The Future Of The Internet

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The Future of the Internet and How to Stop It

The Future of the Internet and How to Stop It


The widespread notion, which holds that, the security problems in the modern age are a result of the loopholes in the network system, is entirely a misconception. Most of the problems exist in the endpoint devices such as mobile phones, computers and other widgets which have a connection with the Internet. The Internet is not malfunctioning, instead these devices misbehaves; therefore, the best solution is to protect these endpoint devices.

Book Report

Zittrain's book “The Future of Internet and How to stop it” explains the mechanism that has thrown the internet from behind to ubiquity. It also explains the security problems in a very convincing manner, while simultaneously providing better ways to think about the issues. According to Zittrain, integrating security within the Internet will help in crippling the permissiveness and flexibility because of which it has become a constant source of surprising and unpredictable innovations. This book has three parts; Part I covers the history of Internet. This history is there in order to bring two design principles of TCP/IP architecture into limelight. The first principle is about procrastination stating that “The network itself should not be designed to do anything that can be taken care of by its users.”

The Second principle is about trust, stating that “The Internet is a bucket-brigade partnership in which network neighbors pass along each other's packets, and the assumption of co-operation and fair dealing is present in its design. So the Internet has no built-in security or identification mechanism; anyone can join the network; and there is no quality of service guarantee for packets it delivers”. Generative dilemma is the issue which these two principles identify (Zittrain, 2008).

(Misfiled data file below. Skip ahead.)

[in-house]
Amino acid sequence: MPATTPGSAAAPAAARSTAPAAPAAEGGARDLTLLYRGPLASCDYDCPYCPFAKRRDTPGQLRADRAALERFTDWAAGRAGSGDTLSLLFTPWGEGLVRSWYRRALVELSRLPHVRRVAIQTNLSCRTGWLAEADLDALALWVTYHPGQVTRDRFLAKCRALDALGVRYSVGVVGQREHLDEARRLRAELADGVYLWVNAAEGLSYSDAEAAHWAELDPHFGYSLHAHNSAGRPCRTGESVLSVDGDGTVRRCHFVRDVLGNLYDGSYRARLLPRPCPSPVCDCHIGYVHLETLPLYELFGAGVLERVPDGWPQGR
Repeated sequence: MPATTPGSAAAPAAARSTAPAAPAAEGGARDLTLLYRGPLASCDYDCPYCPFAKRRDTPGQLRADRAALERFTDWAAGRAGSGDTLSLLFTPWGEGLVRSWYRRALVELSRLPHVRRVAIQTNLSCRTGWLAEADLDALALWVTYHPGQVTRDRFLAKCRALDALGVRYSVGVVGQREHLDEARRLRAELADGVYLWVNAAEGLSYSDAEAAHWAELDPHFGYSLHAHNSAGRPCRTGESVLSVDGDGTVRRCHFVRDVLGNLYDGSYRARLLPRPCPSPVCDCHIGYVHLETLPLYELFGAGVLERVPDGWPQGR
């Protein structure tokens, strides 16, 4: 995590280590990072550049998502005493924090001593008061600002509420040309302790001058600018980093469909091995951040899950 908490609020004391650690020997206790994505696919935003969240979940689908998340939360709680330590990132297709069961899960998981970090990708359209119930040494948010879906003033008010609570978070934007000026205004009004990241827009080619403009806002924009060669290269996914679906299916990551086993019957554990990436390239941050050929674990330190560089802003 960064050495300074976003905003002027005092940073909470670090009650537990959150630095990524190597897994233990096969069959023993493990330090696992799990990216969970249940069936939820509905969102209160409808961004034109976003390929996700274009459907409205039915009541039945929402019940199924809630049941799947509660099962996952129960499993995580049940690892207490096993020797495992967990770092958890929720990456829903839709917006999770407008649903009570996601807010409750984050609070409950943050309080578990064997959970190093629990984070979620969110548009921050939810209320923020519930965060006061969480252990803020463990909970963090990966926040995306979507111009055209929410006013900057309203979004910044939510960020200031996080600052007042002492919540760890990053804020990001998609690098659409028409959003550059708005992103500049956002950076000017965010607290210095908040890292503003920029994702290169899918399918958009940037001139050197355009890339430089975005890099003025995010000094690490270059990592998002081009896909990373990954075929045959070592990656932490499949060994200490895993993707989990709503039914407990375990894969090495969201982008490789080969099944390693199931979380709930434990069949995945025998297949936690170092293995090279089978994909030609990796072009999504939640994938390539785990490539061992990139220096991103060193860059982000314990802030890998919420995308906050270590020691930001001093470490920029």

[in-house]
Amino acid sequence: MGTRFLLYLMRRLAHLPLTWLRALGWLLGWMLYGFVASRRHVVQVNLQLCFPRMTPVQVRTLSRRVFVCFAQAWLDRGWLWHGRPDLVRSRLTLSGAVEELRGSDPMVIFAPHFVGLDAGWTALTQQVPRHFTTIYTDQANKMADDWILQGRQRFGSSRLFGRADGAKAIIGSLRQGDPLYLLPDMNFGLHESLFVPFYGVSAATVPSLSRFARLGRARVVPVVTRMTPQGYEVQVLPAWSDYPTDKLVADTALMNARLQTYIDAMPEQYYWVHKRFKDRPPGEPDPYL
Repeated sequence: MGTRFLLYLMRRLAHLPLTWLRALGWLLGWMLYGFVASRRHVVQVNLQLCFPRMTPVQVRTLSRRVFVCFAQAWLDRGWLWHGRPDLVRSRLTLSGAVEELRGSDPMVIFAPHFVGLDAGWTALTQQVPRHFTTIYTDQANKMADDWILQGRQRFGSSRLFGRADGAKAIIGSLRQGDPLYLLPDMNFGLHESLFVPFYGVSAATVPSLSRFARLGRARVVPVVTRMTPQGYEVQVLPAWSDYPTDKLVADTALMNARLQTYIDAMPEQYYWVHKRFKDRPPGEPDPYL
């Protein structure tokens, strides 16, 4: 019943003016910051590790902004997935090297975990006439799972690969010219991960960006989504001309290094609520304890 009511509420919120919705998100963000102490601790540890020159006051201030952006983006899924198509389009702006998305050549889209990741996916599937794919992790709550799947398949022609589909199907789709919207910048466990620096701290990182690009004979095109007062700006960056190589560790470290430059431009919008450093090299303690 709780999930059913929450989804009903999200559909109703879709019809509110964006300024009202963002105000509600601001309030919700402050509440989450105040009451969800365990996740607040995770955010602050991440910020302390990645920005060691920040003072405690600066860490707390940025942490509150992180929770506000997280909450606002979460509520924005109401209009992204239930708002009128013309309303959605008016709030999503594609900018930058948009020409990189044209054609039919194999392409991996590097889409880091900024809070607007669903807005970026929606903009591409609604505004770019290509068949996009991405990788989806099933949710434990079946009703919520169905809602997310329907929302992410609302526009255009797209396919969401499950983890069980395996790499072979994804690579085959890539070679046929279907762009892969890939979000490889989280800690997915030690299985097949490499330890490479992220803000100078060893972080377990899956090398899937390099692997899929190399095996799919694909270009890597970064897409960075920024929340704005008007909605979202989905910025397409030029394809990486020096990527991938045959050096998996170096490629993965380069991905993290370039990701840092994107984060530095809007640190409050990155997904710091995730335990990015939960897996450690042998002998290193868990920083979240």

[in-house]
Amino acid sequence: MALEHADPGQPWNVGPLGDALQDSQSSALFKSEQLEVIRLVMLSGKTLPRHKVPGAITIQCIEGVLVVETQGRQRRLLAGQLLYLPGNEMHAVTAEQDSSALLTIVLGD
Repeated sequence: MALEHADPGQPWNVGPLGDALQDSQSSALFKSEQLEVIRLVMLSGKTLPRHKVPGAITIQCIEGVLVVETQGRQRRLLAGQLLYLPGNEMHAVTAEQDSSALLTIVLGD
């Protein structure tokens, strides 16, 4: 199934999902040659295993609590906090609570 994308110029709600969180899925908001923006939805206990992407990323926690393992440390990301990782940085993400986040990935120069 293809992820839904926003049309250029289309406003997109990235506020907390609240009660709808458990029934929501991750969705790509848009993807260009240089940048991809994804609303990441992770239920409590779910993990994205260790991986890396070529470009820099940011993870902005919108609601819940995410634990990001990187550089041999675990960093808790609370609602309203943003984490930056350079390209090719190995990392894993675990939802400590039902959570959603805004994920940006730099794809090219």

Moving Forward Trend

Part II covers the dangers which, according to the author, Internet is most likely to bring to the society. Amongst these dangers, one is the hike in the number of internet appliances, for instance iPhones', iPods', TVios and Xboxes. They all represent the products which cannot be modified by anyone else except for their manufacturers. These devices, at one hand, are providing a secure environment; however, they are also restricting the programmers' creative abilities. The new web 2.0 platforms; for instance, Google maps, Sales force, Facebook and some other hosted websites, poses the second danger because they provide conditional programming environments. As a consequence, ...
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